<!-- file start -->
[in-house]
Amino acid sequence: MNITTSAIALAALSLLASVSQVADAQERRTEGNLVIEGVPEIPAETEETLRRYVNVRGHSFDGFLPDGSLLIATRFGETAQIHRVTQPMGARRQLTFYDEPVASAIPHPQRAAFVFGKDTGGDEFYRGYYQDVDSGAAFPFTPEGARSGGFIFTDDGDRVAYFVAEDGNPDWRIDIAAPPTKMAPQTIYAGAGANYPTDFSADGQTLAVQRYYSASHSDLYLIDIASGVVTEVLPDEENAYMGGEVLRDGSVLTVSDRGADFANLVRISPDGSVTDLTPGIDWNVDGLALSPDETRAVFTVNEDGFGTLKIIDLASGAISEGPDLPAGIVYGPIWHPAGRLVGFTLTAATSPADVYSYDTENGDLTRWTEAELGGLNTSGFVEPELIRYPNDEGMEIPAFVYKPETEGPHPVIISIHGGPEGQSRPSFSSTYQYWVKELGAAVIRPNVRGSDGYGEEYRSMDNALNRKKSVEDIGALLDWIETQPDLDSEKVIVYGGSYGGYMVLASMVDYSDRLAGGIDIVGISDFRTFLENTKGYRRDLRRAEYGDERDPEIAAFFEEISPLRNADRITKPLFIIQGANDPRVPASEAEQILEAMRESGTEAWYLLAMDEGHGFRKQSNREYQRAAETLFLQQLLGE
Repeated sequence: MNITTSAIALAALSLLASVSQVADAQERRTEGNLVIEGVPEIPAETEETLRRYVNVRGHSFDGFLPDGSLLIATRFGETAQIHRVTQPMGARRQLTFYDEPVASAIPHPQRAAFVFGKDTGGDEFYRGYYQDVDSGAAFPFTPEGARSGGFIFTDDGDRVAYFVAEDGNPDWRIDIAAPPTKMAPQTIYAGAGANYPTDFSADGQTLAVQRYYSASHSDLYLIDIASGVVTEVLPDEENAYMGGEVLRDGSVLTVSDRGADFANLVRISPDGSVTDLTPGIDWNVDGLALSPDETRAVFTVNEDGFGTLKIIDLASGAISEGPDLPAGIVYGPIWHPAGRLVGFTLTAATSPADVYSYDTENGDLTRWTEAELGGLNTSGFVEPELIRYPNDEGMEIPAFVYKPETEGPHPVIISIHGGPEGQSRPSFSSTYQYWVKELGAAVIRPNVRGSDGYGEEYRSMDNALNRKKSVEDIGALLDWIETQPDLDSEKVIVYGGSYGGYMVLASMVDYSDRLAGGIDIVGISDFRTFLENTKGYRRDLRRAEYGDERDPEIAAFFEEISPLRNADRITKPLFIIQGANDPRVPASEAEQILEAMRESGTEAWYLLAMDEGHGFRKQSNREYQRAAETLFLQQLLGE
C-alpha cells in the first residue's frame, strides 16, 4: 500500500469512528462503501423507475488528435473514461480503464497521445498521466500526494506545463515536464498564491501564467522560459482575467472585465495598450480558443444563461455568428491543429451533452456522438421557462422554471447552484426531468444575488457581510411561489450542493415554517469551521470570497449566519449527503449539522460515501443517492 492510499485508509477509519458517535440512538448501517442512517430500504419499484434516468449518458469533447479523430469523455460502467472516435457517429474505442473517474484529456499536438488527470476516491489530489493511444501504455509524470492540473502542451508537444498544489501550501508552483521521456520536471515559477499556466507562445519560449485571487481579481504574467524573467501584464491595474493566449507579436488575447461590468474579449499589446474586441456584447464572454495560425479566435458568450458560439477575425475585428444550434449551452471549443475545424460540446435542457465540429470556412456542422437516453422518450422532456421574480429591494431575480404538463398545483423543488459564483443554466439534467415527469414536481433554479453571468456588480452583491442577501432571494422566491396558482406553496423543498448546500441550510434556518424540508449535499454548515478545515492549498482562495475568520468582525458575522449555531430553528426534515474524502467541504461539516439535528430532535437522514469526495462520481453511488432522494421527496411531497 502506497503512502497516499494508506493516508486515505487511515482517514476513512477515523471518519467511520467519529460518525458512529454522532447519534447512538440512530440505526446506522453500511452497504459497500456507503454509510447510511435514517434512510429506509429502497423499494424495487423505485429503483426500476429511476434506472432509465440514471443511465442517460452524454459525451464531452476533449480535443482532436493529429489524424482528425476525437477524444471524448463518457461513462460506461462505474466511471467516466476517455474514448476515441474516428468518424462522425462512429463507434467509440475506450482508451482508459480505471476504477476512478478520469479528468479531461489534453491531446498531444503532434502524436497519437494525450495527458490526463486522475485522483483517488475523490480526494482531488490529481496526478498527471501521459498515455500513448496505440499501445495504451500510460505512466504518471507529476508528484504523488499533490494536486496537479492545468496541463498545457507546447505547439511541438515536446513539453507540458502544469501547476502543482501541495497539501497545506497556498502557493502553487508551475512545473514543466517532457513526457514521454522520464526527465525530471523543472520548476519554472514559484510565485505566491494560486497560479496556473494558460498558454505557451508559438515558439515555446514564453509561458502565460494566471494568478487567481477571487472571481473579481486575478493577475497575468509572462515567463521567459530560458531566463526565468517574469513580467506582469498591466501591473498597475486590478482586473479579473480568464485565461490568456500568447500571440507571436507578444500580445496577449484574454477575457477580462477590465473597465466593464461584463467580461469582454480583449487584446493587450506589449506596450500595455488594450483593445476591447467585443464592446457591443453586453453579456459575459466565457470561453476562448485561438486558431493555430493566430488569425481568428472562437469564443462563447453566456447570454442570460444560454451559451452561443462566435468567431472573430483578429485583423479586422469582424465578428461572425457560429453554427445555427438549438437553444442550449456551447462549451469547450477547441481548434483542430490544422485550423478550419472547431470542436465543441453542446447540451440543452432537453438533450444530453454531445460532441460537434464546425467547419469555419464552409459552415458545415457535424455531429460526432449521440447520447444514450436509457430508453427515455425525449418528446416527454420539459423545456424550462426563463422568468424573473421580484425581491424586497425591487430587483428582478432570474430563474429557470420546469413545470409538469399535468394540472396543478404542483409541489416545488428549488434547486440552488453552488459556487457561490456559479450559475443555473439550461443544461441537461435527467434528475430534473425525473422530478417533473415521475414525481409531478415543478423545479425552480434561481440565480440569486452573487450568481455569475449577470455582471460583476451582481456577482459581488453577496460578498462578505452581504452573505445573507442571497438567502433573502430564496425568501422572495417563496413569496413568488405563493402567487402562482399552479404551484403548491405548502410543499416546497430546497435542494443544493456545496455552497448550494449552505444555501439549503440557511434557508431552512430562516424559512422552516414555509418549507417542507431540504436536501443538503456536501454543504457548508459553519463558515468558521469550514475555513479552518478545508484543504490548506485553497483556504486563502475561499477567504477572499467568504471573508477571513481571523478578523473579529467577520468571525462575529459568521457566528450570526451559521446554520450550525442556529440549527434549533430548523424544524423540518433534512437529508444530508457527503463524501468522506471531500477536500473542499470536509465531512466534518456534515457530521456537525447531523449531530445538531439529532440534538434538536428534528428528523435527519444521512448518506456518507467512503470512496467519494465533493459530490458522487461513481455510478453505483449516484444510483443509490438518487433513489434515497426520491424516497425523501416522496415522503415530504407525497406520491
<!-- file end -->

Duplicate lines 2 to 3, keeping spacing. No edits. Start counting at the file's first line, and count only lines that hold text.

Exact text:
Amino acid sequence: MNITTSAIALAALSLLASVSQVADAQERRTEGNLVIEGVPEIPAETEETLRRYVNVRGHSFDGFLPDGSLLIATRFGETAQIHRVTQPMGARRQLTFYDEPVASAIPHPQRAAFVFGKDTGGDEFYRGYYQDVDSGAAFPFTPEGARSGGFIFTDDGDRVAYFVAEDGNPDWRIDIAAPPTKMAPQTIYAGAGANYPTDFSADGQTLAVQRYYSASHSDLYLIDIASGVVTEVLPDEENAYMGGEVLRDGSVLTVSDRGADFANLVRISPDGSVTDLTPGIDWNVDGLALSPDETRAVFTVNEDGFGTLKIIDLASGAISEGPDLPAGIVYGPIWHPAGRLVGFTLTAATSPADVYSYDTENGDLTRWTEAELGGLNTSGFVEPELIRYPNDEGMEIPAFVYKPETEGPHPVIISIHGGPEGQSRPSFSSTYQYWVKELGAAVIRPNVRGSDGYGEEYRSMDNALNRKKSVEDIGALLDWIETQPDLDSEKVIVYGGSYGGYMVLASMVDYSDRLAGGIDIVGISDFRTFLENTKGYRRDLRRAEYGDERDPEIAAFFEEISPLRNADRITKPLFIIQGANDPRVPASEAEQILEAMRESGTEAWYLLAMDEGHGFRKQSNREYQRAAETLFLQQLLGE
Repeated sequence: MNITTSAIALAALSLLASVSQVADAQERRTEGNLVIEGVPEIPAETEETLRRYVNVRGHSFDGFLPDGSLLIATRFGETAQIHRVTQPMGARRQLTFYDEPVASAIPHPQRAAFVFGKDTGGDEFYRGYYQDVDSGAAFPFTPEGARSGGFIFTDDGDRVAYFVAEDGNPDWRIDIAAPPTKMAPQTIYAGAGANYPTDFSADGQTLAVQRYYSASHSDLYLIDIASGVVTEVLPDEENAYMGGEVLRDGSVLTVSDRGADFANLVRISPDGSVTDLTPGIDWNVDGLALSPDETRAVFTVNEDGFGTLKIIDLASGAISEGPDLPAGIVYGPIWHPAGRLVGFTLTAATSPADVYSYDTENGDLTRWTEAELGGLNTSGFVEPELIRYPNDEGMEIPAFVYKPETEGPHPVIISIHGGPEGQSRPSFSSTYQYWVKELGAAVIRPNVRGSDGYGEEYRSMDNALNRKKSVEDIGALLDWIETQPDLDSEKVIVYGGSYGGYMVLASMVDYSDRLAGGIDIVGISDFRTFLENTKGYRRDLRRAEYGDERDPEIAAFFEEISPLRNADRITKPLFIIQGANDPRVPASEAEQILEAMRESGTEAWYLLAMDEGHGFRKQSNREYQRAAETLFLQQLLGE